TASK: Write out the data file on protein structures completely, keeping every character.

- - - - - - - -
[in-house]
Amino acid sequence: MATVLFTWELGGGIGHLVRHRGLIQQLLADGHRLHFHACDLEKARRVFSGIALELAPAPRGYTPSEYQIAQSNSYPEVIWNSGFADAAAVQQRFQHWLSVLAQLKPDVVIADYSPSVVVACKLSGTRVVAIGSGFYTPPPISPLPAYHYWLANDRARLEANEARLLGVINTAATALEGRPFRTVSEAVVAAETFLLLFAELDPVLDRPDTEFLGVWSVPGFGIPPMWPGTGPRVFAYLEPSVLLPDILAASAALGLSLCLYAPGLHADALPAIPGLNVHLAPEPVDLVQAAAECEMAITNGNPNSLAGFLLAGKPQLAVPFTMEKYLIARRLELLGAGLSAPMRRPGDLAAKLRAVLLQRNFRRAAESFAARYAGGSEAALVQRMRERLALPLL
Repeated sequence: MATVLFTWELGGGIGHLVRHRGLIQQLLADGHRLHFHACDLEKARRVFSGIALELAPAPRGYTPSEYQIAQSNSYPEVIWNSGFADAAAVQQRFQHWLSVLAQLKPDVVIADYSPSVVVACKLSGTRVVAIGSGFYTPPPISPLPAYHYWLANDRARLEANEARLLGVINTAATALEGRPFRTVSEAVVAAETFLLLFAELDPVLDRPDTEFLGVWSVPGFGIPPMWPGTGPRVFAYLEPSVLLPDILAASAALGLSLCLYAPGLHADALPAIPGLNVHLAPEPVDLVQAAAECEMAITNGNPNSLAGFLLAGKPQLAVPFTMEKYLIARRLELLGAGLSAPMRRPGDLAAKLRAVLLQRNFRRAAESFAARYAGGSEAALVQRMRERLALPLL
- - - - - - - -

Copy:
[in-house]
Amino acid sequence: MATVLFTWELGGGIGHLVRHRGLIQQLLADGHRLHFHACDLEKARRVFSGIALELAPAPRGYTPSEYQIAQSNSYPEVIWNSGFADAAAVQQRFQHWLSVLAQLKPDVVIADYSPSVVVACKLSGTRVVAIGSGFYTPPPISPLPAYHYWLANDRARLEANEARLLGVINTAATALEGRPFRTVSEAVVAAETFLLLFAELDPVLDRPDTEFLGVWSVPGFGIPPMWPGTGPRVFAYLEPSVLLPDILAASAALGLSLCLYAPGLHADALPAIPGLNVHLAPEPVDLVQAAAECEMAITNGNPNSLAGFLLAGKPQLAVPFTMEKYLIARRLELLGAGLSAPMRRPGDLAAKLRAVLLQRNFRRAAESFAARYAGGSEAALVQRMRERLALPLL
Repeated sequence: MATVLFTWELGGGIGHLVRHRGLIQQLLADGHRLHFHACDLEKARRVFSGIALELAPAPRGYTPSEYQIAQSNSYPEVIWNSGFADAAAVQQRFQHWLSVLAQLKPDVVIADYSPSVVVACKLSGTRVVAIGSGFYTPPPISPLPAYHYWLANDRARLEANEARLLGVINTAATALEGRPFRTVSEAVVAAETFLLLFAELDPVLDRPDTEFLGVWSVPGFGIPPMWPGTGPRVFAYLEPSVLLPDILAASAALGLSLCLYAPGLHADALPAIPGLNVHLAPEPVDLVQAAAECEMAITNGNPNSLAGFLLAGKPQLAVPFTMEKYLIARRLELLGAGLSAPMRRPGDLAAKLRAVLLQRNFRRAAESFAARYAGGSEAALVQRMRERLALPLL